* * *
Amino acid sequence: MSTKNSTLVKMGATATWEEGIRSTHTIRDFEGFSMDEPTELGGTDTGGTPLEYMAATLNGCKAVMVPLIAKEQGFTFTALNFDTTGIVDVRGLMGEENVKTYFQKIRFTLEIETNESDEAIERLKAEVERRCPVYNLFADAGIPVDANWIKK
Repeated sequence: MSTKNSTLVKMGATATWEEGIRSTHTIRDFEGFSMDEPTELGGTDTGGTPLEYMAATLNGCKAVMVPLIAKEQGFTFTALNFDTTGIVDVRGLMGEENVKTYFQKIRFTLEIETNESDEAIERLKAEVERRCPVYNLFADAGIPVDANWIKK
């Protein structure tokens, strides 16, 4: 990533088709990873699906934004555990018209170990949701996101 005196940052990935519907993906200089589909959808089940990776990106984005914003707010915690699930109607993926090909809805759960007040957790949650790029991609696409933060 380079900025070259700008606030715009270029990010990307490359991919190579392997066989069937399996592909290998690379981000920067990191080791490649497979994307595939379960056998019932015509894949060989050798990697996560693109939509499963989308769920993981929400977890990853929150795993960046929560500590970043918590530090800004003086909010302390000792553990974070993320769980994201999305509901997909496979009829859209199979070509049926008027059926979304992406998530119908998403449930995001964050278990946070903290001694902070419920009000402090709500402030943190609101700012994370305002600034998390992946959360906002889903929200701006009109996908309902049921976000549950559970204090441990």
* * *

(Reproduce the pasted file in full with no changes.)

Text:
Amino acid sequence: MSTKNSTLVKMGATATWEEGIRSTHTIRDFEGFSMDEPTELGGTDTGGTPLEYMAATLNGCKAVMVPLIAKEQGFTFTALNFDTTGIVDVRGLMGEENVKTYFQKIRFTLEIETNESDEAIERLKAEVERRCPVYNLFADAGIPVDANWIKK
Repeated sequence: MSTKNSTLVKMGATATWEEGIRSTHTIRDFEGFSMDEPTELGGTDTGGTPLEYMAATLNGCKAVMVPLIAKEQGFTFTALNFDTTGIVDVRGLMGEENVKTYFQKIRFTLEIETNESDEAIERLKAEVERRCPVYNLFADAGIPVDANWIKK
């Protein structure tokens, strides 16, 4: 990533088709990873699906934004555990018209170990949701996101 005196940052990935519907993906200089589909959808089940990776990106984005914003707010915690699930109607993926090909809805759960007040957790949650790029991609696409933060 380079900025070259700008606030715009270029990010990307490359991919190579392997066989069937399996592909290998690379981000920067990191080791490649497979994307595939379960056998019932015509894949060989050798990697996560693109939509499963989308769920993981929400977890990853929150795993960046929560500590970043918590530090800004003086909010302390000792553990974070993320769980994201999305509901997909496979009829859209199979070509049926008027059926979304992406998530119908998403449930995001964050278990946070903290001694902070419920009000402090709500402030943190609101700012994370305002600034998390992946959360906002889903929200701006009109996908309902049921976000549950559970204090441990």